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While a lot of fans are excited about Tom Cruise and Doug Liman making Edge of Tomorrow 2, the actor and the director actually have another movie on the way, and it's been embroiled in a bit of controversy. News broke a few days ago that the studios behind American Made are suing S&S Aviation for a plane crash that killed two people related to the production, and there's another ongoing lawsuit from those involved with the crash who are suing each other and those responsible for production. However, now documents from the aviation company have been retrieved, noting that the two men who died had complained about safety measures on the set of American Made and are placing some of the blame on Tom Cruise and Doug Liman.
According to documents, American Made was described as a"high-risk" and "action-packed" production, which I guess shouldn't come as a huge surprise, because Tom Cruise does like to try some things that other actors don't. Reportedly the estates of the two deceased men, helicopter stunt operator Alan Purwin and airman Carlos Berl, are now stating that the demands of filming on the flick, brought about due to long hours and a desire for perfection from Cruise and Liman, actually contributed to the crash. The two men are not being sued individually, but have been cited in recent paperwork.
According to paperwork The Blast got its hands on, one of the executive producers on the movie was also unhappy with how American Made came together, complaining about the number of aerial stunts that were being added to the filming schedule. Per the report:
DL [Director Liman] and TC [Cruise] [are] adding entire scenes and aerial shots on the fly. Had to bring in Uni Safety to help wrangle them. In the last 48 hours this has become the most insane shit I've ever dealt with.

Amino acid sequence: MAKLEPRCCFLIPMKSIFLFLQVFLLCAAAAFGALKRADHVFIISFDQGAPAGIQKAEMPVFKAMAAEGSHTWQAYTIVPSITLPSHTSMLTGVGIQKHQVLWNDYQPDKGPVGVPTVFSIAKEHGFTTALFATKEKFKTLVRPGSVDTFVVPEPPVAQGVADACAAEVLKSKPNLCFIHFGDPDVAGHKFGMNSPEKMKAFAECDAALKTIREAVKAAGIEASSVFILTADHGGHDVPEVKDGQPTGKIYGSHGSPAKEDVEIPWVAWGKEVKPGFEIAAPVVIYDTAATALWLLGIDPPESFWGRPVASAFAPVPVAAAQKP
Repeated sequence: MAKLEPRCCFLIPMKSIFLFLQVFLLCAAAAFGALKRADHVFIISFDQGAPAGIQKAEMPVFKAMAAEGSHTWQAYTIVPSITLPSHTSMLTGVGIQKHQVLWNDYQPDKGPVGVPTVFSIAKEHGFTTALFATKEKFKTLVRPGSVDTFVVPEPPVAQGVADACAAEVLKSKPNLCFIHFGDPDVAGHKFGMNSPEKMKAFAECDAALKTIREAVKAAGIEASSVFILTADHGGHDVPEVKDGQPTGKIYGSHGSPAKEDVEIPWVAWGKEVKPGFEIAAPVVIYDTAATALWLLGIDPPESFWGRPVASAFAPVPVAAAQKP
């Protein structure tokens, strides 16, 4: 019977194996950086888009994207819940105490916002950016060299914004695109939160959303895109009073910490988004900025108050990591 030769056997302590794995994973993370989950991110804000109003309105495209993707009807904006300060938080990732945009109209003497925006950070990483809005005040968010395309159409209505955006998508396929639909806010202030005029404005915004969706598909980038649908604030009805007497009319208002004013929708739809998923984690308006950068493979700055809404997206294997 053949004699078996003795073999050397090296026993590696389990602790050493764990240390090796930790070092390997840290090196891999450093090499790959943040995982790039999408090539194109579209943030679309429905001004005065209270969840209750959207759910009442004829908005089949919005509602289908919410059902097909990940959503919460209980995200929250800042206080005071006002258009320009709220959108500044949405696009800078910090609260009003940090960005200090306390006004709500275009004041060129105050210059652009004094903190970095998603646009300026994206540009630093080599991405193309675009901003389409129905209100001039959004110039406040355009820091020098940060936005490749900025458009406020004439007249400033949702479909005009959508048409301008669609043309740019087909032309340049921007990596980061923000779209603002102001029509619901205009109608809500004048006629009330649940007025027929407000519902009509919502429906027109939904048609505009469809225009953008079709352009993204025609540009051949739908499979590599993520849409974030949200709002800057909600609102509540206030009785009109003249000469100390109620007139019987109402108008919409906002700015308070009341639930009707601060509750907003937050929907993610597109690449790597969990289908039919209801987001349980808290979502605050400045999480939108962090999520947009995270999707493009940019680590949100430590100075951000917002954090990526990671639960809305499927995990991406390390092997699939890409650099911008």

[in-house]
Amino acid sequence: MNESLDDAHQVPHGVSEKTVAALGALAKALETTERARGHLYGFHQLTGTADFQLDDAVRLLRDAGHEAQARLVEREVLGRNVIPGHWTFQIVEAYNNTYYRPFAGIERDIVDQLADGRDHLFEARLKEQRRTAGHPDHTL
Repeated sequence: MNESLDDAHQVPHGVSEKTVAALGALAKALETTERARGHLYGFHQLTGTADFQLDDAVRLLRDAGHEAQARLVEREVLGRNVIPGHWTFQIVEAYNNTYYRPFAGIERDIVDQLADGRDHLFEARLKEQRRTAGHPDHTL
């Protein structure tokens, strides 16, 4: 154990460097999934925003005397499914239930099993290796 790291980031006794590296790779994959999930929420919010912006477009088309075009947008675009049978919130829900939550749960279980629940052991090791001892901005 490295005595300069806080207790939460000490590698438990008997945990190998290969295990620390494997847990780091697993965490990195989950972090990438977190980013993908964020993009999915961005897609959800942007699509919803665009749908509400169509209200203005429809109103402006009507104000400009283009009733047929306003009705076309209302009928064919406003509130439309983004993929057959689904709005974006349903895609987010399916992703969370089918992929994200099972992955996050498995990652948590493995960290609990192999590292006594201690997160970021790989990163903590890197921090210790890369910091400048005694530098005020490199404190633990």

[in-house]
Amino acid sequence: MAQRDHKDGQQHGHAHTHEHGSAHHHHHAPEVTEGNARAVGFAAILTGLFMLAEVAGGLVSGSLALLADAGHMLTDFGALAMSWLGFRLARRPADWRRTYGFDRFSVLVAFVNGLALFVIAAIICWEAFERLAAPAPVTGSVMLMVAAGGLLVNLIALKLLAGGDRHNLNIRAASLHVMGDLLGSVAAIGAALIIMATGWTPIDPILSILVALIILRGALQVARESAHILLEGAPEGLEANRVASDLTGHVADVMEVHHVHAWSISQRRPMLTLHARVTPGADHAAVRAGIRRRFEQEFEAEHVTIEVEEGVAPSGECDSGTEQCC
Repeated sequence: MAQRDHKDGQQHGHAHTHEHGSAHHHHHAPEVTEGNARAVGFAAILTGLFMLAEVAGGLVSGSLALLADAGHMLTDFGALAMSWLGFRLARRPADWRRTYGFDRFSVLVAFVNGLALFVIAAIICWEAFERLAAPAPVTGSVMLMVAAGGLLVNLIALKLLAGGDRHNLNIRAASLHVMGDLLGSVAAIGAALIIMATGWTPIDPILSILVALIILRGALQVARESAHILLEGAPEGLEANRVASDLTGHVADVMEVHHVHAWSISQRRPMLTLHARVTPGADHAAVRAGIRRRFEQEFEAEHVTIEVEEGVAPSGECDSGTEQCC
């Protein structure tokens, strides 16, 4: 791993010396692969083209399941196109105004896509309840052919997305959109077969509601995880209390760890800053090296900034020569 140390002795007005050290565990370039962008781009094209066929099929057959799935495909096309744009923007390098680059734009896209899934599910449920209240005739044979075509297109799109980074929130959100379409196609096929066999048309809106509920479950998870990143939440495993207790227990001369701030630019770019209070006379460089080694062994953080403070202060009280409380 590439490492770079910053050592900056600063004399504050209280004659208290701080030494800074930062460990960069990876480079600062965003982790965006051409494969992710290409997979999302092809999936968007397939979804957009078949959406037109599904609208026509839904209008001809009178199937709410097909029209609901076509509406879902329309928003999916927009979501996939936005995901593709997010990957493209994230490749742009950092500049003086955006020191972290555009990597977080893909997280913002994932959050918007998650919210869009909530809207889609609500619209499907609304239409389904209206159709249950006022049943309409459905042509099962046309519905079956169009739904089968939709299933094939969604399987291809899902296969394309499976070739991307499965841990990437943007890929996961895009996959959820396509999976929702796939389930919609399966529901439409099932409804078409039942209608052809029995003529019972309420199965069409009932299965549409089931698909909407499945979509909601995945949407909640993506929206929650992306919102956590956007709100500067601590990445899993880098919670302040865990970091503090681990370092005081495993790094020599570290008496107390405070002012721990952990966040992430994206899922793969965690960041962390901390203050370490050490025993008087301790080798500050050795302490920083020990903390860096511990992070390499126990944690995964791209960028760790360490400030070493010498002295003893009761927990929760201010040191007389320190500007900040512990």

Of course all of this is coming just a few days after Cross Creek Pictures, Imagine Entertainment, Quadrant Pictures and Vendian Entertainment decided to sue S&S Aviation and a while after the estates of Alan Purwin and Jimmy Lee Garland, who lost feeling across his lower body after the crash, decided to sue each other and the producers. Plus, several other lawsuits related to the crash are in the works. There are a ton of lawsuits and blame going around, and it will be up to the court to get into the nitty gritty of what actually happened on the set of American Made back in 2015.
The original crash that killed Alan Purwin and Carlos Berl, and severely injured Jimmy Lee Garland, occurred on September 11, 2015. So far, people have even disagreed about who was flying the plane at the time of the incident, which suggests there will be a lot of conflicting evidence to work through in the varying lawsuits. The lawsuit from the entertainment companies is suggesting that it was S&S Aviation that was negligent with its safety inspections and other maintenance, for example, while S&S is maintaining there were other factors at play.